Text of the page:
Steve was at the farm last night so I let Caroline and Edward fall asleep in my bed. Then I spent fifteen minutes walking around the house trying to figure out where I had put my phone so I could listen to a book* while I cleaned the kitchen. Eventually I gave up, used the phone finding thing and waited until it went off like an air-raid siren.
It was in my room.
On the bedside table, actually, so before I could scurry in to silence it, Caroline had shot straight into the air, a gaffed salmon.
"What?" she shouted. "Was that an Amber Alert? Where am I?"
I blinked. An... Amber Alert?
"Shhh. You're fine, you're in my bed," I whispered.
"Oh," she said. "Where's Edward?"
I patted around until I found that nice round head of his.
"He appears to be lying on top of your legs. Do you want me to move him?"
But, reassured that she was not, in fact, a missing child, Caroline had fallen back asleep again.
*For... well, for reasons it has been months since I have been able to listen to anything more stressful than an Agatha Christie and I think I have now gone through them all. No, that's not true. I finished all of the ones that are neither terrible (Passenger to Frankfort, The Big Four, The Caribbean Mystery, et cetera) nor too depressing (And Then There Were None, Murder on the Orient Express, anything with Miss Marple written after the war) but even with those exceptions it was still a whole lot of Christie. And very soothing I found them, too; there is something charming about an age in which one person could murder another with hat paint and it would be seen as an accident.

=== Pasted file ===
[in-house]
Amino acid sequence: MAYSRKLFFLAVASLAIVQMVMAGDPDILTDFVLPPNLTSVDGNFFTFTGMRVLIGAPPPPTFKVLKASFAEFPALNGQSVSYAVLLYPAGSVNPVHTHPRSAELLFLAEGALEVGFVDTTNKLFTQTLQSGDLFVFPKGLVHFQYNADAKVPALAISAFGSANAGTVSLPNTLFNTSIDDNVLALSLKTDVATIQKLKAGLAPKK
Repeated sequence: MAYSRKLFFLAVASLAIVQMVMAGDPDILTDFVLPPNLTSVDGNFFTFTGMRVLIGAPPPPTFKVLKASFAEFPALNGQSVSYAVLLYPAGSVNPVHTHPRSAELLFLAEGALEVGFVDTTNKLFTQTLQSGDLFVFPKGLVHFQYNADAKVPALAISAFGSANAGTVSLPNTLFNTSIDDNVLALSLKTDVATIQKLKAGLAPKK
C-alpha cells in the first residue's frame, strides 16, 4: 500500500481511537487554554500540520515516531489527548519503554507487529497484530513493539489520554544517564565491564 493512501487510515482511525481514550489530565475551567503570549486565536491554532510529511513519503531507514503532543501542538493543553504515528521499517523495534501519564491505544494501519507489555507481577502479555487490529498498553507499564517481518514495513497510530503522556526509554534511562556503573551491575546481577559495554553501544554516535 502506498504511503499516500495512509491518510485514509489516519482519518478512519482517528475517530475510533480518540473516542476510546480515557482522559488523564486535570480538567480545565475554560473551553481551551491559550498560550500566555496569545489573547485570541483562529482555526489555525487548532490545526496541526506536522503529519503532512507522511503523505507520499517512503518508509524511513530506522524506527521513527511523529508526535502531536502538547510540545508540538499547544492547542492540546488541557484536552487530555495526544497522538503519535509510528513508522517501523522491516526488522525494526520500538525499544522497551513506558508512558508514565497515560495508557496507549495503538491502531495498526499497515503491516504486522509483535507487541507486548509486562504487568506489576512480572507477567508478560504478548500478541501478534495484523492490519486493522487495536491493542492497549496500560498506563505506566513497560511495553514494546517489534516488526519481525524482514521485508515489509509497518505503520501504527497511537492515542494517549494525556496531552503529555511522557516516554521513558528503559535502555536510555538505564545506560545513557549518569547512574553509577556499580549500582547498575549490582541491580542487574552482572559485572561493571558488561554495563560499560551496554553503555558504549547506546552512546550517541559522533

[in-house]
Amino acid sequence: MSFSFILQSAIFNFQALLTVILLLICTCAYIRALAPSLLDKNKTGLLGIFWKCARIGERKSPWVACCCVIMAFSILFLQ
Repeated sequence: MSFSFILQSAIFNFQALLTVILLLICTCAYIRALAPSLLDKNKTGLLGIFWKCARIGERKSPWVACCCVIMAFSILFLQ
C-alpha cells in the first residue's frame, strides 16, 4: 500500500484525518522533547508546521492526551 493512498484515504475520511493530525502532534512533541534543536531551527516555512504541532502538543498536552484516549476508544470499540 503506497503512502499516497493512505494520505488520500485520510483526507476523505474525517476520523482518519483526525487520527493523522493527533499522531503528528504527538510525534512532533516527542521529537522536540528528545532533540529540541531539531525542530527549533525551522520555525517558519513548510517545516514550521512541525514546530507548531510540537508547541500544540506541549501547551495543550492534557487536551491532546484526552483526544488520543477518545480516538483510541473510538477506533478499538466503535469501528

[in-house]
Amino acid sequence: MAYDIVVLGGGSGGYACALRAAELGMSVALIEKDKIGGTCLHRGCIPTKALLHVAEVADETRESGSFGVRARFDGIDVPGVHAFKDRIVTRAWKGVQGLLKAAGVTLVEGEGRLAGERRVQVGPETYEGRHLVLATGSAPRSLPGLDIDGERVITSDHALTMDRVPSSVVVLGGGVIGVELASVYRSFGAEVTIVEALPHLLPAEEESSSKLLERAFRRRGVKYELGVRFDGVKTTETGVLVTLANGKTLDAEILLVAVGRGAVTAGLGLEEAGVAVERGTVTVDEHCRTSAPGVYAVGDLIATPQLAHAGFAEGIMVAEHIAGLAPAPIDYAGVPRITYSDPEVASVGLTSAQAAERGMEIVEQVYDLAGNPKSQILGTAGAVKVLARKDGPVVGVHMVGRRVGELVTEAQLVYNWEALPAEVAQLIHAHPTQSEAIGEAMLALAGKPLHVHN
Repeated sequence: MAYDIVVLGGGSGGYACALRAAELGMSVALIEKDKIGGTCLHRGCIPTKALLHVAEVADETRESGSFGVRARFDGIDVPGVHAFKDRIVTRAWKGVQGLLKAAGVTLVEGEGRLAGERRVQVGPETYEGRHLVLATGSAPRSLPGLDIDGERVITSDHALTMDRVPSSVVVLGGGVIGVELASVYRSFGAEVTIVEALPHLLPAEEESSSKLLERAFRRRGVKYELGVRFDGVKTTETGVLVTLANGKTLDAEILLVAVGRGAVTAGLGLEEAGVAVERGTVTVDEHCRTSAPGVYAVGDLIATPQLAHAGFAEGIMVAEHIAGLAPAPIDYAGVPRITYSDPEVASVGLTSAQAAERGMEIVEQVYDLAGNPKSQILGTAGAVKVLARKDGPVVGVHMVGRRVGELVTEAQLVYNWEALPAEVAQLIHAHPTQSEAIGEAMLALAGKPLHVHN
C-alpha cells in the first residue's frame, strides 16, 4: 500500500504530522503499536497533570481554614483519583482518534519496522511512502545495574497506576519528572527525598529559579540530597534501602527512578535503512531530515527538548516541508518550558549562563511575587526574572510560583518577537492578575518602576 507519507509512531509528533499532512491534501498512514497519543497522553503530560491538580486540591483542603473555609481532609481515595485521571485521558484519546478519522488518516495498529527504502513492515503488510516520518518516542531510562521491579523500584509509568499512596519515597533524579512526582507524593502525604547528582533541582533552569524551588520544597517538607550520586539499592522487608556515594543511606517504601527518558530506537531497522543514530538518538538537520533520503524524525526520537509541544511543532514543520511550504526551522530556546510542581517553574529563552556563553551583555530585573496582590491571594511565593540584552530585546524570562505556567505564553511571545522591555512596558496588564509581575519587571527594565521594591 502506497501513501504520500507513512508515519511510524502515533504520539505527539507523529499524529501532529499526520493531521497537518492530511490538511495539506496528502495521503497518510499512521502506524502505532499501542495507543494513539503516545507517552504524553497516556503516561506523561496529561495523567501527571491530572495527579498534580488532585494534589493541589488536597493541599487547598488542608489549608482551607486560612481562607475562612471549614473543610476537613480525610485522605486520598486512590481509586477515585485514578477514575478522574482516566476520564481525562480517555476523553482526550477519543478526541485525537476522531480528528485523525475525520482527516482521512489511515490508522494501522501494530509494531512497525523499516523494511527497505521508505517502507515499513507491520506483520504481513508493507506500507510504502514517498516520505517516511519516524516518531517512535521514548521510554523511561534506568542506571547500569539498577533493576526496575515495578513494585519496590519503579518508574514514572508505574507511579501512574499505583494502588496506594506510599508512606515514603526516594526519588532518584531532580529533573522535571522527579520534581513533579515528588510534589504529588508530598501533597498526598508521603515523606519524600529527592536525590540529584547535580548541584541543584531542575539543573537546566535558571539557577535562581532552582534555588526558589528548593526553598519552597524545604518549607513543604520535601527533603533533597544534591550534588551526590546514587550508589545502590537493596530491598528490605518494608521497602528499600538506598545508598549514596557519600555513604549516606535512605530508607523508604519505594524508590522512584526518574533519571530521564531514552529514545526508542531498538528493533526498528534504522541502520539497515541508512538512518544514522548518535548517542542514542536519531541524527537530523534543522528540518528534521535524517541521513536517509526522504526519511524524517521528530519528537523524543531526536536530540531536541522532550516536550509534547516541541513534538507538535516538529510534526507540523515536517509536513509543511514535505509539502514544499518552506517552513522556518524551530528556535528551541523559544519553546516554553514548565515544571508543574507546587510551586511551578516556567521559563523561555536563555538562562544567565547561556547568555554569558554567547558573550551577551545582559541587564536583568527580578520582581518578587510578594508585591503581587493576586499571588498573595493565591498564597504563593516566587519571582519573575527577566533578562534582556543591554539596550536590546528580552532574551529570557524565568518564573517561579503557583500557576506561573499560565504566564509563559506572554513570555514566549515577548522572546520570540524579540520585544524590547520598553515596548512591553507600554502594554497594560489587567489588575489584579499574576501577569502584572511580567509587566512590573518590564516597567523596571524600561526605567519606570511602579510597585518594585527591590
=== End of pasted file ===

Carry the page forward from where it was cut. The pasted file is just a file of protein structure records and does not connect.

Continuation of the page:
So that is my recommendation for the day. Go to the library and get an Agatha Christie. The Murder of Roger Ackroyd, maybe. I would argue - in fact I would love to argue; would you like to argue with me on this one? - that it is the best mystery she wrote.
PS A downside of this overdose on the Golden Age of Crime is that I share my audible account with Steve. Every time I bought a new one it would show up on his phone, too, and since Steve has spent an inordinate (let me italicize that again for even more emphasis - an inordinate) amount of time lately sitting in trees with nothing else to do but listen to my audiobooks he goes around the house saying, "But no! It is imbecile what you say there, mon ami. You must use the little grey cells."
Thank heavens I'm temporarily off the kilt-rippers; Steve would be absolutely unbearable.